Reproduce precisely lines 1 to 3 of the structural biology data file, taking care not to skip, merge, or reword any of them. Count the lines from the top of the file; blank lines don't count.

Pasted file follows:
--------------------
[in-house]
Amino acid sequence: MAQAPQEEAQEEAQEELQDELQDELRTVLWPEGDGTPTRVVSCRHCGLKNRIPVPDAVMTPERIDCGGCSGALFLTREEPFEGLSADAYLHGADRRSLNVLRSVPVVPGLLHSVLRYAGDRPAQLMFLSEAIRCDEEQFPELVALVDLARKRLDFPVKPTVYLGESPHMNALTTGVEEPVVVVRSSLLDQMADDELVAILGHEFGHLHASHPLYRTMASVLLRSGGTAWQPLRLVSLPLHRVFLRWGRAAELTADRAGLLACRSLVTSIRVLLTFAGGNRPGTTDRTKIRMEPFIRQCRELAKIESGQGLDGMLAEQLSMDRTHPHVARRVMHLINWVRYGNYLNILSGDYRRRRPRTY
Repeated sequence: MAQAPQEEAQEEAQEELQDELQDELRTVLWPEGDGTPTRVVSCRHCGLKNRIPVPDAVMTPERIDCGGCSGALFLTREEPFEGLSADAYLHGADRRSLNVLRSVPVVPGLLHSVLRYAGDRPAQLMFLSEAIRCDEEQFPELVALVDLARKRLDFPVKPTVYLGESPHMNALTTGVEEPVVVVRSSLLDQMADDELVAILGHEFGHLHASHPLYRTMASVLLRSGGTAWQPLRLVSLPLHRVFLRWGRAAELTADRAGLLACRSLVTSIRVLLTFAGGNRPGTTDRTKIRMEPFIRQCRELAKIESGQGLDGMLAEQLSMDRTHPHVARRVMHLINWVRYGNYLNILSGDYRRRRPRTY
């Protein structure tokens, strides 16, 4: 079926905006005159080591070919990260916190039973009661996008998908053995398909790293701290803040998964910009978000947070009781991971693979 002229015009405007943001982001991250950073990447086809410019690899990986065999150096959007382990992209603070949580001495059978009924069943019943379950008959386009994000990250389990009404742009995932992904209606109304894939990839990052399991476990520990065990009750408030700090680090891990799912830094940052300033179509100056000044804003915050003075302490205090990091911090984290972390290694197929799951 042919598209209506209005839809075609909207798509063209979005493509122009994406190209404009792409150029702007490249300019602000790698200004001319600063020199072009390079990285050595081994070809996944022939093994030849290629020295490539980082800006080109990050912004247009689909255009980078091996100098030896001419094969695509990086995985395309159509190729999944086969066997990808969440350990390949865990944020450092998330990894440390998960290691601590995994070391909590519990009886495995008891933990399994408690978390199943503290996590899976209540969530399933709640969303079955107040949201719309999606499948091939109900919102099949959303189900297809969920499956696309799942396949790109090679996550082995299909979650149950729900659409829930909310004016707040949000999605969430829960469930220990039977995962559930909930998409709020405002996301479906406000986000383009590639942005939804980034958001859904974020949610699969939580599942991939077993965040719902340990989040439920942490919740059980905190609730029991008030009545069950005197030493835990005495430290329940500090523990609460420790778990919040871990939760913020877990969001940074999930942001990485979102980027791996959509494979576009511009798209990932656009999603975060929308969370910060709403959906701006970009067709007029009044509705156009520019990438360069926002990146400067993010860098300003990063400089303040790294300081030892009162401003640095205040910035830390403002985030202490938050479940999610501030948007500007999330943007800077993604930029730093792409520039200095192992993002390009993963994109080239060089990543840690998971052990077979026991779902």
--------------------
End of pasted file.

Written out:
[in-house]
Amino acid sequence: MAQAPQEEAQEEAQEELQDELQDELRTVLWPEGDGTPTRVVSCRHCGLKNRIPVPDAVMTPERIDCGGCSGALFLTREEPFEGLSADAYLHGADRRSLNVLRSVPVVPGLLHSVLRYAGDRPAQLMFLSEAIRCDEEQFPELVALVDLARKRLDFPVKPTVYLGESPHMNALTTGVEEPVVVVRSSLLDQMADDELVAILGHEFGHLHASHPLYRTMASVLLRSGGTAWQPLRLVSLPLHRVFLRWGRAAELTADRAGLLACRSLVTSIRVLLTFAGGNRPGTTDRTKIRMEPFIRQCRELAKIESGQGLDGMLAEQLSMDRTHPHVARRVMHLINWVRYGNYLNILSGDYRRRRPRTY
Repeated sequence: MAQAPQEEAQEEAQEELQDELQDELRTVLWPEGDGTPTRVVSCRHCGLKNRIPVPDAVMTPERIDCGGCSGALFLTREEPFEGLSADAYLHGADRRSLNVLRSVPVVPGLLHSVLRYAGDRPAQLMFLSEAIRCDEEQFPELVALVDLARKRLDFPVKPTVYLGESPHMNALTTGVEEPVVVVRSSLLDQMADDELVAILGHEFGHLHASHPLYRTMASVLLRSGGTAWQPLRLVSLPLHRVFLRWGRAAELTADRAGLLACRSLVTSIRVLLTFAGGNRPGTTDRTKIRMEPFIRQCRELAKIESGQGLDGMLAEQLSMDRTHPHVARRVMHLINWVRYGNYLNILSGDYRRRRPRTY